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TOC Alert for Publication# 4 2016June 27<![CDATA[Table of contents]]>517C1C4232<![CDATA[IEEE JOURNAL OF SOLID-STATE CIRCUITS]]>517C2C285<![CDATA[Table of contents]]>51715091510246<![CDATA[Introduction to the Special Issue on the 41st European Solid-State Circuits Conference (ESSCIRC)]]>51715111513869<![CDATA[Energy-Efficient Hybrid Analog/Digital Approximate Computation in Continuous Time]]>$mu$ s to several hundred $mu$ s, and total computational energy from a fraction of 1 nJ to hundreds of nJ, depending on equation details. Very significant advantages are observed in computational speed and energy (over two orders of magnitude and over one order of magnitude, respectively) compared to those obtained with a modern microcontroller for the same RMS error.]]>517151415244589<![CDATA[A 12 GHz 22 dB-Gain-Control SiGe Bipolar VGA With 2° Phase-Shift Variation]]>$-9;text{dB}$ to $13;text{dB}$ with a linear-in-dB gain control feature is presented in this work. As the gain is changed, the phase shift over the entire 10–14.4 GHz bandwidth varies as little as $leq$ 2° due to a compensation circuitry that reduces the input-output phase shift sensitivity to gain variations in a robust manner with respect to temperature changes. Such a reduced phase shift variation is particularly useful to simplify the signal phase/amplitude control for the various paths of a phased array system, and allows to implement ultra-low sidelobe phased arrays. The VGA prototypes, implemented in a SiGe bipolar technology, show a noise figure of 5.1 dB, an IIP3 of $- 3;{rm dBm}$, a ${P_{1{rm dB}}}$ of $- 17; text{dBm}$, and a power consumption of 83 mW.]]>517152515362689<![CDATA[Class-C PA-VCO Cell for FSK and GFSK Transmitters]]>$0.13~mu text{m}$ CMOS technology, occupies an active area of 0.2 mm^{2}. A maximum TX efficiency of 17.5% is achieved while the TX is delivering an output power of −1 dBm at 2.45 GHz. A phase noise of −129 dBc/Hz at 2.5 MHz frequency offset results in a carrier-frequency drift below 7 Hz/s and an FSK error below 0.7%, which allows the transmitter to operate in open-loop while delivering long data-packets. The transmitter is also compliant to BLE specifications when FSK and GFSK modulations with index of 0.5 are applied.]]>517153715461876<![CDATA[A Fully Integrated Bluetooth Low-Energy Transmitter in 28 nm CMOS With 36% System Efficiency at 3 dBm]]>2 to maximally enhance its efficiency at low voltage. The transmitter is realized in 28 nm digital CMOS and satisfies all metal density and other manufacturing rules. It consumes 3.6 mW/5.5 mW while delivering 0 dBm/3 dBm RF power in Bluetooth Low-Energy mode.]]>517154715658847<![CDATA[A 65 nm CMOS Wideband Radio Receiver With <inline-formula><tex-math notation="LaTeX">$Delta Sigma $</tex-math></inline-formula>-Based A/D-Converting Channel-Select Filters]]>$Delta Sigma $-based A/D-converting channel-select filters (ADCSFs). The output of the quadrature passive mixer is directly connected to the input of the ADCSFs, where a first-order $Delta Sigma $ modulator is incorporated into a fourth-order Butterworth channel-select filter (CSF) to provide sufficient dynamic range for a cellular system. A design methodology for the ADCSF is derived, where the transfer function of the CSF is preserved. The 65 nm CMOS receiver has a frequency range of 0.6–3.0 GHz and can be programmed to support the 2xLTE20, LTE20, and LTE10 bandwidths. The receiver noise figure varies from 2.3 to 3.9 dB, with a current consumption in 2xLTE20 mode between 33 mA at 0.6 GHz and 44 mA at 3.0 GHz from a 1.2 V supply, including 10–21 mA for LO phase generation and distribution. The SNDR is 47–51 dB at an LO frequency of 1.8 GHz.]]>517156615782782<![CDATA[Digitally Modulated CMOS Polar Transmitters for Highly-Efficient mm-Wave Wireless Communication]]>$-20.7;text{dB}$ EVM for QPSK modulation without RF-DAC predistortion. The corresponding 16-QAM values are: 7.2 dBm average output power with 19.8% efficiency at $-16.5;text{dB}$ EVM. With predistortion, a QPSK modulated output achieves 5.3 dBm average power with 15.3% efficiency at $-23.6;text{dB}$ EVM, while 3.6 dBm average power with 11.6% efficiency at $-18.1;text{dB}$ EVM is realized for 16-QAM. For a sampling rate of 10 GS/s, the TX data rates are 3.33 Gb/and 6.67 Gb/s for QPSK and 16-QAM, respectively. Implemented in 40 nm bulk-CMOS, the core circuit occupies $0.18text{mm}^{2}$ core of the $2.38text{mm}^{2}$ total die area, and consumes 40.2 mW from a 0.9 V supply.]]>517157915925512<![CDATA[A 150 kHz–80 MHz BW Discrete-Time Analog Baseband for Software-Defined-Radio Receivers using a 5th-Order IIR LPF, Active FIR and a 10 bit 300 MS/s ADC in 28 nm CMOS]]>$mathrm {g}_{mathrm {m}}$ is converted to current, which is integrated on a 5th-order DT infinite-impulse response (IIR) low-pass filter with a bandwidth ranging from 150 kHz to 80 MHz. The IIR is followed by a DT amplifier which integrates selected samples to implement active finite-impulse-response (FIR) filtering while simultaneously offering variable-gain amplification. This integration happens on the DAC capacitance of a 2x interleaved 10 bit successive approximation (SAR) ADC, which finally quantizes the filtered signal at a maximum rate of 300 MS/s. The 28 nm prototype achieves +10 dBm IIP_{3}, 2 nV/$surd $ Hz input-referred noise and 52 dB gain range while consuming a maximum power of 15 mW.]]>517159316063694<![CDATA[A 106 dB A-Weighted DR Low-Power Continuous-Time <inline-formula><tex-math notation="LaTeX">$Sigma Delta $</tex-math></inline-formula> Modulator for MEMS Microphones]]>$Sigma Delta $ modulator for MEMS microphones front-end. The $Sigma Delta $ modulator 3rd-order loop filter has been implemented with a low-noise, power-optimized active-RC architecture that uses only two operational amplifiers. This solution, along with the use of a 15-level quantizer and of a feedback DAC with three-level current-steering elements, which minimizes the noise contribution for small input signals, allows achieving a DR larger than 100 dB, while consuming less than 0.5 mW, as required in always-running audio modules for portable devices. The proposed $Sigma Delta $ modulator, realized in $0.16;upmu text{m}$ CMOS technology with an area of $0.21;text{mm}^{2}$, achieves 106 dB A-weighted DR and 91.3 dB peak SNDR, consuming $390;upmu text{W}$ from a 1.6 V power supply.]]>517160716183814<![CDATA[Design of Continuous-Time <inline-formula><tex-math notation="LaTeX">$Delta Sigma $</tex-math></inline-formula> Modulators With Dual Switched-Capacitor Return-to-Zero DACs]]>$0.18;mutext{m}$ CMOS process, the modulator dissipates 14.8 mW from a 1.8 V supply.]]>517161916292706<![CDATA[A Fractional-<italic>N</italic> Sub-Sampling PLL using a Pipelined Phase-Interpolator With an FoM of -250 dB]]>$N$ sub-sampling PLL architecture based on pipelined phase-interpolator and Digital-to-Time-Converter (DTC) is presented in this paper. The combination of pipelined phase-interpolator and DTC enables efficient design of the multi-phase generation mechanism required for the fractional operation. This technique can be used for designing a fractional-$N$ PLL with low in-band phase noise and low spurious tones with low power consumption. The short-current-free pipelined phase-interpolator used in this work is capable of achieving high-linearity with low-power while minimizing the intrinsic jitter. A number of other circuit techniques and layout techniques are also employed in this design for ensuring high-performance operation with minimal chip area and power consumption. The proposed fractional-$N$ PLL is implemented in standard 65 nm CMOS technology. The PLL has an operating range of 600 MHz from 4.34 GHz to 4.94 GHz. In fractional-$N$ mode, the proposed PLL achieves -249.5 dB FoM and less than -59 dBc fractional spurs.]]>517163016404470<![CDATA[12.5 Gb/s Optical Driver and Receiver ICs With Double-Threshold AGC for SATA Out-of-Band Transmission]]>517164116503984<![CDATA[A <inline-formula><tex-math notation="LaTeX">$3times 60;text{Gb/s}$</tex-math></inline-formula> Transmitter/Repeater Front-End With <inline-formula><tex-math notation="LaTeX">$4.3;{rm V}_{rm PP}$</tex-math></inline-formula> Single-Ended Output Swing in a 28nm UTBB FD-SOI Technology]]>$_{rm PP}$ with a measured input sensitivity of 10 mV$_{rm PP}$ at 40 Gb/s, and requires at least 40mV$_{rm PP}$ input signal level to fully saturate the output driver for maximum swing operation at 60 Gb/s. Scaled, cascaded single-ended CMOS inverter transimpedance amplifiers with resistive and inductive feedback and interstage series inductive peaking were used to form the preamplifiers of each lane. These were optimized for maximum bandwidth and large gain, and drive the > 4V$_{rm PP}$ swing series-stacked cascoded CMOS inverter output stage. The single-ended CMOS-inverter topologies ensure that the total power consumption scales with the data rate and reduce the lane footprint to that of a ground-signal pad I/O. The measured lane-to-lane isolation is better than 40 dB up to 55 GHz, while the measured Tx-to-Rx dynamic range, defined as the ratio of the maximum output swing and corresponding minimum input voltage and sensitivity, is larger than 54 dB up to 40 Gb/s.]]>517165116625191<![CDATA[Optical Wireless APD Receiver With High Background-Light Immunity for Increased Communication Distances]]>−9 is received with a sensitivity of −31.8 dBm. The second receiver consists of two pn-photodiodes connected to a highly sensitive differential transimpedance amplifier with a nonlinear feedback. This circuit is capable of detecting light power differences down to −90 dBm and is implemented two times. Its purpose is the detection of the light spot’s position on the receiver. The complete chip is fabricated in a standard high-voltage $0.35~mu text{m}$ CMOS technology. The performance in a wireless communication scenario with strong background irradiance is explored, and a comparison with published optoelectronic integrated receivers is given.]]>517166316732429<![CDATA[A 13.2 b Optical Proximity Sensor System With 130 klx Ambient Light Rejection Capable of Heart Rate and Blood Oximetry Monitoring]]>517167416832300<![CDATA[Integrated Fluxgate Magnetometer for Use in Isolated Current Sensing]]>517168416942803<![CDATA[<inline-formula> <tex-math notation="LaTeX">$mu $ </tex-math></inline-formula>RNG: A 300–950 mV, 323 Gbps/W All-Digital Full-Entropy True Random Number Generator in 14 nm FinFET CMOS]]>$mu $ RNG, an ultra-lightweight all-digital full-entropy true-random number generator (TRNG), fabricated in 14 nm high-k/metal-gate FinFET CMOS, targeted for on-die generation of cryptographic keys in energy-constrained IoT and wearable platforms. The $mu $ RNG combines the entropy of multiple independent sources to generate an output bitstream that is indistinguishable from an ideal unbiased entropy source. Three independent self-calibrating all-digital entropy sources, coupled with XOR feedback shift-register based correlation suppressors and an in-line compact Barak–Impagliazzo–Wigderson (BIW) extractor enable ultra-low energy consumption of 3 pJ/full-entropy bit with a dense layout occupying 1008 $mu text{m}^{2}$ , while achieving: (i) 162.5 Mbps full-entropy throughput at 1.3 GHz operation, with total power consumption of 1.5 mW and leakage power component of 90 $mu text{W}$ , measured at 0.75 V, 25 °C, (ii) mutually uncorrelated raw bitstreams from the three entropy sources with phi-coefficient cross-correlation <0.003, (iii) extracted full-entropy bitstream that passes all 16 NIST RNG tests with measured Shannon entropy up to 0.9999999995, and lower-bound min-entropy $mathrm {H}_{infty }> 0.99$ , (iv) hysteresis-free extracted output for lags 1–1000, with ACF ${sim }0$ within 95% confidence bounds of a Gaussian distribution $(mu =0,sigma ^{2}=0.002)$ , (v) wide operating supply volta-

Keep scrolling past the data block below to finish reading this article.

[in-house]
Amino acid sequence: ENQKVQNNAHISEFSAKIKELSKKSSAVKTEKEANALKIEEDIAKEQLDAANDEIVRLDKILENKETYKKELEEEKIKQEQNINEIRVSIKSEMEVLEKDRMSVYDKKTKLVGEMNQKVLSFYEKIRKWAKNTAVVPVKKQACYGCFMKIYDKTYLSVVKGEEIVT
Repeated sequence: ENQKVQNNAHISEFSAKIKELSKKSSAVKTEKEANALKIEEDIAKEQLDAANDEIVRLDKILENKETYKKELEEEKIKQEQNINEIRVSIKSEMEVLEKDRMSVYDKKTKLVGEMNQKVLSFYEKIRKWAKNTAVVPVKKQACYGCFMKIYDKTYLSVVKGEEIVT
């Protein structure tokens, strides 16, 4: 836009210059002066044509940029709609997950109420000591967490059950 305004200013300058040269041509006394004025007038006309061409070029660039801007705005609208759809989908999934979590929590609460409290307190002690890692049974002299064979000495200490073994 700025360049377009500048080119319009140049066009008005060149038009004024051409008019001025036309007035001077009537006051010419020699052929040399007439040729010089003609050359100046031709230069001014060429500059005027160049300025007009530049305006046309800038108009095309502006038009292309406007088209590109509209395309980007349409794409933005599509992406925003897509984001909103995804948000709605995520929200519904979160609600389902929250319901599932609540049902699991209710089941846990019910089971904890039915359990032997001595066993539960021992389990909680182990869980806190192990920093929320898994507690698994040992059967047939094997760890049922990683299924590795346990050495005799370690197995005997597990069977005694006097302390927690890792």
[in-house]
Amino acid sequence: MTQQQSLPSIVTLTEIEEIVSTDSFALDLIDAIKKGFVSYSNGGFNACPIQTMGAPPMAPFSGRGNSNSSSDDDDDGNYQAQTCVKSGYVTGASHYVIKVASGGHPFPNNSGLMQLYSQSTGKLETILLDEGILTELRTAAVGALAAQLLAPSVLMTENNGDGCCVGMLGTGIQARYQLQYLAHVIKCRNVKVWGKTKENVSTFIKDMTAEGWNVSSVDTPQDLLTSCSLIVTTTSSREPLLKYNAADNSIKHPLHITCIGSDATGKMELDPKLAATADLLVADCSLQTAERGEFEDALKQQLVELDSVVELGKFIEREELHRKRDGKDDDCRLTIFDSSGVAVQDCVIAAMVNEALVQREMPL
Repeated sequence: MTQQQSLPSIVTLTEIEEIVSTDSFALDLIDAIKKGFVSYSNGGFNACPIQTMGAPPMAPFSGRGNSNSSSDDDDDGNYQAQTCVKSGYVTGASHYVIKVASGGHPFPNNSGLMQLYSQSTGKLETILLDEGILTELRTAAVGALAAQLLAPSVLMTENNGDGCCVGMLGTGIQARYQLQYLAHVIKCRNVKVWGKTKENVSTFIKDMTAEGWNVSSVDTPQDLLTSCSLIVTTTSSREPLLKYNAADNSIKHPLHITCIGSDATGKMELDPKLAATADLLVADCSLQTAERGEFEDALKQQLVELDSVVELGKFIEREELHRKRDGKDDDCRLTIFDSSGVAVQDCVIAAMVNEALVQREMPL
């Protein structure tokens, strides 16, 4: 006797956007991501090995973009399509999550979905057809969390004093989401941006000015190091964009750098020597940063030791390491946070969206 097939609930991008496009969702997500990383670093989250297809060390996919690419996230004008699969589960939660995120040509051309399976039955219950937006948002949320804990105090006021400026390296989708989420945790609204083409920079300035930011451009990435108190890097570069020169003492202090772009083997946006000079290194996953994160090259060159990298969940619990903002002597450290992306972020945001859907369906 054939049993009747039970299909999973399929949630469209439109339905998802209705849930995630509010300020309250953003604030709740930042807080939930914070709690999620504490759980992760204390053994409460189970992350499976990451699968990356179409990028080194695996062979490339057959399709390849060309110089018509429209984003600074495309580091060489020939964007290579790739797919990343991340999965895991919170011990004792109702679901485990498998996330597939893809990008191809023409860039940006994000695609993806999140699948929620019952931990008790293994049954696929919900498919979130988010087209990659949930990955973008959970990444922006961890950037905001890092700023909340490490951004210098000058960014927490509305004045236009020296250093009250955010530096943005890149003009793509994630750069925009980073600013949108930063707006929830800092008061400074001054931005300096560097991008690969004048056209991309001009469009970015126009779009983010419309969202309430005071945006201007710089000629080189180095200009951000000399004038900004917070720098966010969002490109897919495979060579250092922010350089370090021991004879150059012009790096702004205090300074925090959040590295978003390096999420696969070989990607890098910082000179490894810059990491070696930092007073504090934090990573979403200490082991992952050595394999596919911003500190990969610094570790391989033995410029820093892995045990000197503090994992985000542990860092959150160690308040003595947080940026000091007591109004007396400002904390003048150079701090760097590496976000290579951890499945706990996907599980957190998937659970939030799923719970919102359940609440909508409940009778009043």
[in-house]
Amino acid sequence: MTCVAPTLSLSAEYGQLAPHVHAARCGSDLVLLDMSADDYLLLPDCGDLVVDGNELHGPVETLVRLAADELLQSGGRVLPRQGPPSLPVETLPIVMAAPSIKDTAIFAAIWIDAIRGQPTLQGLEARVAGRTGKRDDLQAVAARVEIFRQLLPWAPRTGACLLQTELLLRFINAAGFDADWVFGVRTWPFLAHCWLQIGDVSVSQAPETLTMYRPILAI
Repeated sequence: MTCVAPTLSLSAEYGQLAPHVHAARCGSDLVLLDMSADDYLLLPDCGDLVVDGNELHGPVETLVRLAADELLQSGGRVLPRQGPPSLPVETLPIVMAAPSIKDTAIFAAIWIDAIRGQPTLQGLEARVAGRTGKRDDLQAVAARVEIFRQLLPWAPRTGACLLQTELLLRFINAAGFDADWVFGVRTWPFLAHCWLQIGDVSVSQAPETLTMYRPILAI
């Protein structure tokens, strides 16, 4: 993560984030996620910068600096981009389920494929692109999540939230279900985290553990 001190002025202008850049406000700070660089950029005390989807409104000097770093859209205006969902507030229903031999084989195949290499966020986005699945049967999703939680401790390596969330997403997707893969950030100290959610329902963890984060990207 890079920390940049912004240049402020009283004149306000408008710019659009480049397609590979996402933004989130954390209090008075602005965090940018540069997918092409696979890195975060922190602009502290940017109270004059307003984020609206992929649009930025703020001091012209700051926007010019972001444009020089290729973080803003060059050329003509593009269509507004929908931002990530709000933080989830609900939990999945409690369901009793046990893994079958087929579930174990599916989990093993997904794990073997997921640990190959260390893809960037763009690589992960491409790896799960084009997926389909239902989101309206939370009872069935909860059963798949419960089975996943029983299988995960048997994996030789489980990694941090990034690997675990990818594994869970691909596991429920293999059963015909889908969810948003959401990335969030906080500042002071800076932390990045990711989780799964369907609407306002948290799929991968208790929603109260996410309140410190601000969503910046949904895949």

e range of 300–950 mV with throughput scaling to 225 Mbps at 950 mV and robust sub-threshold voltage performance of 400 Kbps, $4~mu text{W}$ , measured at 300 mV, 25 °C, (vi) peak energy-efficiency of 323 Gbps/W at near-threshold voltage of 400 mV, with full-entropy throughput of 8.6 Mbps, total power consumption of $27~mu text{W}$ , (vii) $6.5times $ reduction in gate count and $5.4times $ lower energy consumption compared to conventional AES-based entropy extractors.]]>517169517044267<![CDATA[An 18 V Input 10 MHz Buck Converter With 125 ps Mixed-Signal Dead Time Control]]>${ > } 18,text{V}$ with 10 MHz switching frequency is presented. A high resolution dead time of ${sim} 125,text{ps}$ allows to reduce dead time dependent losses without requiring body diode conduction to evaluate the dead time. High resolution is achieved by frequency compensated sampling of the switching node and by an 8 bit differential delay chain. Dead time parameters are derived in a comprehensive study of dead time depended losses. This way, the efficiency of fast switching DCDC converters can be optimized by eliminating the body diode forward conduction losses, minimizing reverse recovery losses and by achieving zero voltage switching. High-speed circuit blocks for fast switching operation are presented including level shifter, gate driver, PWM generator. The converter has been implemented in a 180 nm high-voltage BiCMOS technology. The power losses were measured to be reduced by up to 31% by the proposed dead time control, which results in a 5.3% efficiency increase at ${V_{rm IN} = } 18,text{V}$, ${V_{rm OUT} = } 5,text{V}$, and 0.45 A load. At ${V_{rm IN} = }12,text{V}$, the peak efficiency is 81.2% with an efficiency improvement of 6% with dead time control.]]>517170517152846<![CDATA[Fully Integrated Startup at 70 mV of Boost Converters for Thermoelectric Energy Harvesting]]>$40~Omega $ , an output power of $17~ {mu }text{W}$ can be provided, which translates to an end-to-end efficiency of 58%. The converter employs Schmitt-trigger logic startup control circuitry and an ultra-low voltage charge pump using modified Schmitt-trigger driving circuits optimized for driving capacitive loads. Together with a novel ultra-low leakage power switch and the required control scheme, to the best of the authors’ knowledge, this enables the lowest minimum voltage with fully integrated startup.]]>517171617262286<![CDATA[2016 IEEE Compound Semiconductor IC Symposium]]>517172717271311<![CDATA[Introducing IEEE Collabratec]]>517172817282132<![CDATA[Information For Authors]]>517C3C389